Unfortunately, when you give people that much power, it inevitably goes downhill. Think of what XML was intended for (custom text markup), and now think about what it is being used for nowadays (configuration files, data transmission, data persistence, reporting, etc.) How much of the “usefulness” of XML is due to the ability to throw whatever you want into a file along with the rest of a loose collection of information, which might not even be relevant?

This doesn’t even begin to take into account the extra overhead associated with parsing, reading and writing the information as you said in you previous post. Add that into the mix, and (to me, anyways) the case against the widespread proliferation of XML grows stronger with each opening and closing tag.

So the question I pose is this: is the advent of XML as a universal data type (for lack of better wording) making us better programmers, or is it causing us to slide backwards into the olden days of placing everything having to do with anything into one place for “easier” access?

you must love wpf :wink:

Hi Jeff. I’ve recently defended your blog to a fellow programmer who falls into your “passionate hatred” camp, and he’s not the only guy I know who thinks similarly.

“The dogs bark: a sign that we’re riding, Sancho”. (Don Quixote, via Jorge Diaz Tambley)

Once again, the issue is that XML isn’t meant to be parsed by a human. It’s intention is not to be human readable

I desperately wish someone would explain this to all the people writing XML files. Oh wait, we have.

Wouldn’t it be safe to say that if everyone wrote their own programs to reach the same result that the XML version would be more consistent then the non-XML version because it’s based on a standard?

The idea that there’s only two choices: XML or “write it all yourself” is sort of… a lie.

YAML is based on a standard, too:

The power of software development is that it is one of the most efficient methods of expressing our will. Once it was people being taught a process, then it was mechanically expressed in assembly lines, after that we had hard wired chips and now it has moved into software. But, no matter how this has changed, it has always been about the best method to express our will and the backbone of that is passing information efficiently. It isn’t about XML, Corba or whatever… as sure as XML is a certainty as a format to store data for the next 100 years, in 20 years we’ll look back and laugh. I think a good phrase here is, “Every 1000 years, the followers of the current mainstream religion look back at the followers 1000 years ago and ridicule them”. The difference for us, is that we see multiple changes like this within our own lifespan and yet, when we’re stuck in the middle of the current new fad, we lose perspective and somehow forget about the last 10 technologies which were the promised golden bullet.

How about the mental cost of learning the syntax of a bunch of new parsing languages? YAML, ini, bleh. I already know XML, why would I care to learn additional mechanisms for storing configuration/data persistence?

How about the anguish of working with immature and buggy APIs that parse these languages compared with the proven and stable apis that are built into Java/.NET? I don’t need an external DLL. I don’t need to unit test that piece of code. With XML, it just works right out of the box.

How about training costs? I lead a team of 5 engineers. I have not had to explain XML to a single one of them because they have either known it coming in (due to the pervasiveness of XML and .NET) or they were smart enough to look it up on the internet. Can you say that for the configuration flavors of the month your propose.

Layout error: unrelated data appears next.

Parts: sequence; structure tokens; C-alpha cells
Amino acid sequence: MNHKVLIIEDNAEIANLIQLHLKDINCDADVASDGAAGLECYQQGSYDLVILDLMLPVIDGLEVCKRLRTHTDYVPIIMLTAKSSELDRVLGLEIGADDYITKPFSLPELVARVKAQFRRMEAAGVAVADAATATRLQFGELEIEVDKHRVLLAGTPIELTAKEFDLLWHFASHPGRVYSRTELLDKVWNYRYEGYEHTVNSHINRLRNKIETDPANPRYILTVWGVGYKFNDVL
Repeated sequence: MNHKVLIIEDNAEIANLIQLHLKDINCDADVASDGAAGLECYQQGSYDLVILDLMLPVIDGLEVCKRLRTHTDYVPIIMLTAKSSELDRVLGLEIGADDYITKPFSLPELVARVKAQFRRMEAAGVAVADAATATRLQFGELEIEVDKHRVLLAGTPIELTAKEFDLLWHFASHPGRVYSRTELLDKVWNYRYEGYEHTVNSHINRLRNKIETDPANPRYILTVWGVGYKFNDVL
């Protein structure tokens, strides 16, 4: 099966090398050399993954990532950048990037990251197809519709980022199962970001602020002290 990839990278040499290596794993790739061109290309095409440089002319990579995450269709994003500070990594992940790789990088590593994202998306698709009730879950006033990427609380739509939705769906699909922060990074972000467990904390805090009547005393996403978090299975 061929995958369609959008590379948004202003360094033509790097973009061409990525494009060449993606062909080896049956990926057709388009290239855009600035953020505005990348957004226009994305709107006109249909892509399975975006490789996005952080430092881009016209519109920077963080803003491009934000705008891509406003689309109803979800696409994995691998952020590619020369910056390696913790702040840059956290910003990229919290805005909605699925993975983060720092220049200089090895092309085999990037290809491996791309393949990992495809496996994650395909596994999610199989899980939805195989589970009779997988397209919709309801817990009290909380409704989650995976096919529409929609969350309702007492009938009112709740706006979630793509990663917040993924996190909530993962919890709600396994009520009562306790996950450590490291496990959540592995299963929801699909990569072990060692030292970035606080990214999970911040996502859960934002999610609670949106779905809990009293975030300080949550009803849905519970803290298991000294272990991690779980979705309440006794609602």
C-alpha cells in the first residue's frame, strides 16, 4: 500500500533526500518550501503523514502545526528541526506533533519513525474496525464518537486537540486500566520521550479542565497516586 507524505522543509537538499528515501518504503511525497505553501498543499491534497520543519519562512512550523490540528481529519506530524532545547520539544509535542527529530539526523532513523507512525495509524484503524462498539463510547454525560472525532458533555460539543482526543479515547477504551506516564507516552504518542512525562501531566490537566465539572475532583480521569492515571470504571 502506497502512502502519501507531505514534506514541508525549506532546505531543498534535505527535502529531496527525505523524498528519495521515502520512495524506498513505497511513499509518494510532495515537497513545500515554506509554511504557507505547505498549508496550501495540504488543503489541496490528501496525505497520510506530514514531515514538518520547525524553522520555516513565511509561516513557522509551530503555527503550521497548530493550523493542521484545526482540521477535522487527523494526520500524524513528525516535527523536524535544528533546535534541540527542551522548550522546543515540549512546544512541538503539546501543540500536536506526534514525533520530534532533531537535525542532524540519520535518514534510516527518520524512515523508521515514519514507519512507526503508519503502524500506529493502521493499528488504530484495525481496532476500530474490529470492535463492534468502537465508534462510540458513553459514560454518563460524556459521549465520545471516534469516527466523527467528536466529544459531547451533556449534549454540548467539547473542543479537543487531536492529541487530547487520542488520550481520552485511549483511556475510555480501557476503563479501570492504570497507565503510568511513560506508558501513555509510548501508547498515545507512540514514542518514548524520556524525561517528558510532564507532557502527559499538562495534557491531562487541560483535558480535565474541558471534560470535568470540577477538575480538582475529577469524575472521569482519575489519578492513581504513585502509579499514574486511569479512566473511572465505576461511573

Jeff, I think your frustration comes from a lack of tackeling enterprise level apps. These rants are starting to sound like Joel not likely Exceptions or the need for a new language. You are so overly concerned with the little details that you miss the bigger productivity picture.

If you think about it from a Domain Driven Design ( perspective, XML is just a persistence layer. It’s unimportant and you shouldn’t be spending time on it. Focus on what matters - the domain.

The passionate hatred reminds me a little bit of some Firefox fans, for example. Don’t get me wrong – I use Firefox and I’m happy with it, but I don’t get into any heated discussions about it. It’s just a browser. But a quick visit to some random web forums, and you’ll inevitable see people turn into raging lunatics when they talk about how much better it is than IE, and how dare anyone say anything bad about it (or abbreviate it the wrong way, for that matter).

I know the word has become trite, but fanboyism is probably the best way to describe it. Whether it’s XML, or Firefox, or Ruby, or Linux, or Microsoft, or whatever. Use whatever you want–there’s no reason to feel threatened when someone else prefers something different. It seems as if a great deal of people are either insecure about their tools and software; or perhaps they consider it so much a part of their own identity they feel that a criticism of their tool is a personal attack.

Whatever the reason, that kind of reaction to your original post certainly speaks volumes about a person’s maturity level.

I already know XML, why would I care to learn additional mechanisms for storing configuration/data persistence?

I might ask you a similar question: why learn anything beyond exactly what is required?

I’m not proposing that everyone stop and rewrite every application written in the last 5 years, merely that people understand and are aware of the alternatives.

No one’s mentioned them in this comment thread, but they’re inevitable so I feel I should get it out there this time: Lisp S-expressions offer all the standardization and consistency of XML with far less syntactic noise. S-expressions were also conceived as a “machine format” as opposed to a human format, but they are eminently more usable. Why they’re not in wider use these days I have no idea.

Not much to say here besides that, but really - they’re easier to parse and generate for both computers and people. They’re lighter-weight and at least as extensible. Coincidence is not a good enough reason to maintain the use of XML over simpler, saner formats!

Isn’t XML just another “bug-ridden, slow, ad-hoc implementation of half of Common Lisp” with better marketing?

I really don’t mean this as a troll, I’m just so dissatisfied with XML that I react strongly when the topic comes up. Sorry!